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caption: In this Jan. 6, 2021 file photo rioting supporters of President Donald Trump climb the west wall of the the U.S. Capitol in Washington. Historians say Trump’s legacy and his electoral undoing will be largely shaped by rhetoric aimed at stirring his largely white base that tugged at the long-frayed strands of race relations in America.
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In this Jan. 6, 2021 file photo rioting supporters of President Donald Trump climb the west wall of the the U.S. Capitol in Washington. Historians say Trump’s legacy and his electoral undoing will be largely shaped by rhetoric aimed at stirring his largely white base that tugged at the long-frayed strands of race relations in America.
Credit: (AP Photo/Jose Luis Magana, File)

Time for GOP lawmakers to 'step up' no matter the personal cost, says this Republican

"Leadership" is the answer to conversations that many Republicans are having in the wake of a violent, pro-Trump insurrection at the United States capitol, according to Washington state Republican Rob McKenna.

Speaking with KUOW, McKenna said Republicans have to now take a risk, "step up," and take the party back from extremists.

“Look, every one of those members of Congress, House or Senate, they need to be willing to lose their jobs if that is what it takes to get the right results," McKenna told KUOW.

"Members of Congress, and I’m talking Republican members … they clearly were afraid of their own base. They rationalize raising these objections [to the election results]. Democrats have done it too … both parties need to resist the temptation to politicize and distort a process that was not set up to deal with what they are trying to do.”

As a former Washington state attorney general and GOP candidate for governor, McKenna is no stranger to Republican politics in Washington state. He's largely focused on how Republicans have a lesson to learn in the wake of the politically-motivated violence and insurrection at the U.S. Capitol: "Good leadership matters" and it's time to "step up and take the party back."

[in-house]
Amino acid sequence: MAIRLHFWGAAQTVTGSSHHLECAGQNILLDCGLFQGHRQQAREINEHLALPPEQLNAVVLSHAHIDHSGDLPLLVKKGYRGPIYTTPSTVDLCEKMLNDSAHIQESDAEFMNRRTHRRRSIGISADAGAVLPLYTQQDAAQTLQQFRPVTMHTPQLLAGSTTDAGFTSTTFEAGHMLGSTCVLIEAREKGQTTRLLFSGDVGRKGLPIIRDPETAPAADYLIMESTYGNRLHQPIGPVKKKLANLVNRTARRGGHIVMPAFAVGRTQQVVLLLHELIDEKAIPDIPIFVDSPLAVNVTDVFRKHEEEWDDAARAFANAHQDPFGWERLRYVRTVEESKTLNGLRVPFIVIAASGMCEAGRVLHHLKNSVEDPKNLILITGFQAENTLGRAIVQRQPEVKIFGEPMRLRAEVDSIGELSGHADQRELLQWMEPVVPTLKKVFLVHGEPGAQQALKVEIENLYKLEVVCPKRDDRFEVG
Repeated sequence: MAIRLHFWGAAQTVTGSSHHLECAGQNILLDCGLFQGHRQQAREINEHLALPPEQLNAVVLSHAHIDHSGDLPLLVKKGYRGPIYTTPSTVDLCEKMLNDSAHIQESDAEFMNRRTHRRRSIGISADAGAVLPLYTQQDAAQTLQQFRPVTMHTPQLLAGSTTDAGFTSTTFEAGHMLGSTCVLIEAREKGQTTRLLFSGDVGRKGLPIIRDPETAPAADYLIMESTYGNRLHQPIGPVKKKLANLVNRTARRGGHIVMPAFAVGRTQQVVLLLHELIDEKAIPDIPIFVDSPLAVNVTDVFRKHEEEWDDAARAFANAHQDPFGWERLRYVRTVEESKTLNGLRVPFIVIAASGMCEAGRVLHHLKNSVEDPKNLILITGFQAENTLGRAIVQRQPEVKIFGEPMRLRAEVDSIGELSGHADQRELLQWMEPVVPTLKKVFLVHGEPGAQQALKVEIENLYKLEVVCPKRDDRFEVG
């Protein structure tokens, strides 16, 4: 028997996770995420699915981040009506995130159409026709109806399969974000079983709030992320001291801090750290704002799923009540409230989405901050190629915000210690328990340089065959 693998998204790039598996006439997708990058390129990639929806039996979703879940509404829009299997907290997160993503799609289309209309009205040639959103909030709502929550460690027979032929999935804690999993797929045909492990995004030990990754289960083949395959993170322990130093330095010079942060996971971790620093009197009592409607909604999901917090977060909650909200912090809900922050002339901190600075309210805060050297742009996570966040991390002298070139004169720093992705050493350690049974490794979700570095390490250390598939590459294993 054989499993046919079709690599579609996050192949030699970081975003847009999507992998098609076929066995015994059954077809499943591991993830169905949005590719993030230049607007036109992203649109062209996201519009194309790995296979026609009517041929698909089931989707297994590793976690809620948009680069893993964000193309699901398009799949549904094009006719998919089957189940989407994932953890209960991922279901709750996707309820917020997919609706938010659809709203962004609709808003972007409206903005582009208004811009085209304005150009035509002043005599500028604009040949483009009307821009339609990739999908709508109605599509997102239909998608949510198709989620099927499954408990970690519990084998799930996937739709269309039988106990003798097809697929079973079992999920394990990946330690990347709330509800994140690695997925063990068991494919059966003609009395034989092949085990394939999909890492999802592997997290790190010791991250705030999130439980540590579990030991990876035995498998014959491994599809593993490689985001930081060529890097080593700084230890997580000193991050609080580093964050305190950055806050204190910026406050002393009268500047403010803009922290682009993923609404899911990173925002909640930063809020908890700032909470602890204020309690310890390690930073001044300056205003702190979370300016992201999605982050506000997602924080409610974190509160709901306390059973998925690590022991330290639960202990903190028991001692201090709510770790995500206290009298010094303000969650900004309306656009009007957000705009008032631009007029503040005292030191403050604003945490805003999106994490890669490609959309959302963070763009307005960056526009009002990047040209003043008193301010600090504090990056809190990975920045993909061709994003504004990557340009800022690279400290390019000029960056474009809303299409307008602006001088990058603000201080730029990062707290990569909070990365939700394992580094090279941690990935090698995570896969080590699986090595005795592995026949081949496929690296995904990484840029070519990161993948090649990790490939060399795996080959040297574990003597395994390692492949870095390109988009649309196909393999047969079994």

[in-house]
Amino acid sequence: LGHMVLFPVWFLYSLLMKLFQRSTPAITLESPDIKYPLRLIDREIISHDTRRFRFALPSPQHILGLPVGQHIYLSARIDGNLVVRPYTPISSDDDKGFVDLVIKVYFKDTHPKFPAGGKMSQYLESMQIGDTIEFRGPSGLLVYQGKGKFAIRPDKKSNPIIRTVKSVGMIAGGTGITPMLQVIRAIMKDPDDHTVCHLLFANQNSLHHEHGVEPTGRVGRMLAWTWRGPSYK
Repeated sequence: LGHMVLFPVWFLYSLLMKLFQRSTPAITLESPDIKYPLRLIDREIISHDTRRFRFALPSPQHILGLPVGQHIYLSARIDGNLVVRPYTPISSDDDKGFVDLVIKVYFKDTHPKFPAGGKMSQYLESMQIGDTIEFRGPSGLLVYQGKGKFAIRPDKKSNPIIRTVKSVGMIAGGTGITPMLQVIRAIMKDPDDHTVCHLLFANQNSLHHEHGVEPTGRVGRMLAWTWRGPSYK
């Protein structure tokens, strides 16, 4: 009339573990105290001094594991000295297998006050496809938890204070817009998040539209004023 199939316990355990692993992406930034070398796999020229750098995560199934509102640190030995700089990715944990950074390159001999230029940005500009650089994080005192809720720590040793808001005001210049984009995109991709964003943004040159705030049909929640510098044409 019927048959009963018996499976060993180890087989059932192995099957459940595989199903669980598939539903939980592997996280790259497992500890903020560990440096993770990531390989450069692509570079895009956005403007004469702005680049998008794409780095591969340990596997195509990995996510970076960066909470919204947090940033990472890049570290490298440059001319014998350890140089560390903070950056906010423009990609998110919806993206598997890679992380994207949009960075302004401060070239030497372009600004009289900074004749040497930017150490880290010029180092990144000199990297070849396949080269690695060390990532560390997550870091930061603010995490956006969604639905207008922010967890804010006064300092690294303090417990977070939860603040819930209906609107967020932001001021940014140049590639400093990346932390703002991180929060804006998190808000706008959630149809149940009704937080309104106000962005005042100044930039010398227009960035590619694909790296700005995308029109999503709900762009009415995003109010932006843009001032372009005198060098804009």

“This is why ethical, conscientious leadership matters," McKenna said. "Because when you have a demagogue in office as the president, bad things can happen. And that's exactly what we saw happen last Wednesday. Good leadership matters."

He added that "our systems of government are sound, but they can never be better than the people who we elect and who chooses our leaders."

McKenna is not the only local Conservative to speak so critically about the president. GOP strategist Randy Pepple also previously described Trump as a "demagogue" to KUOW. In July 2020, Pepple said that Trump was "toxic."

"Donald Trump isn’t a Republican. He’s a demagogue," Pepple said. "He’s no more a Republican than Joe Biden is a Republican."

In the wake of violence at the Capitol, Washington state Republicans condemned the insurrection. The Washington State GOP tweeted that the capitol violence was "unfathomable" and "unacceptable" on January 6.

Two days later, account's tweets struck a much different tone, decrying poor treatment of Trump. Rep. Cathy McMorris Rodgers also chided rioters on Twitter before engaging in the same what-aboutism a couple days later.

Rep. Dan Newhouse condemned the violence on January 6. As did Rep. Jaime Herrera Beutler who called on people to "reject the anger and the fear that is driving us at each other."

On Tuesday, The New York Times reported that Herrera Beutler was among a group of Republicans considering voting in favor of impeaching President Trump.

'Hijacked by extreme forces'

McKenna said he worries that his party has fallen into the hands of dangerous people.

“I'm concerned that the Republican Party has, to an extent, been hijacked by extreme forces," McKenna said. "And Republicans who are not extremists need to step up and take the party back."

McKenna held up former presidents Barack Obama and George W. Bush as examples of presidents who have conducted themselves in honorable ways, contrasting that with the behavior of President Trump.

“How can anybody look at Donald Trump and his life and conclude that he fits that description? He hasn’t for decades," he said. "And yet, people cut political deals and decided 'he’s the guy we’re gonna support.' That’s a mistake we cannot make again.”

McKenna added that Conservatives should not sacrifice the integrity of the party for the prospect of winning offices or other political victories.

“There is no accomplishment that could possibly justify Donald Trump’s behavior," he said.

He is also calling on Republican leaders to "consistently criticize threats of violence, the use of violence, to stand against it," and on "Democrats to support their Republican colleagues when they have the courage to do that, and not give in to the temptation to attack them."

McKenna pointed to images of congressmembers from the day of the U.S. Capitol attack, which seemed to portray solidarity across the aisle.

"Locked arm-in-arm, Democrat and Republican, and that was a really good visual. We need more of that going forward."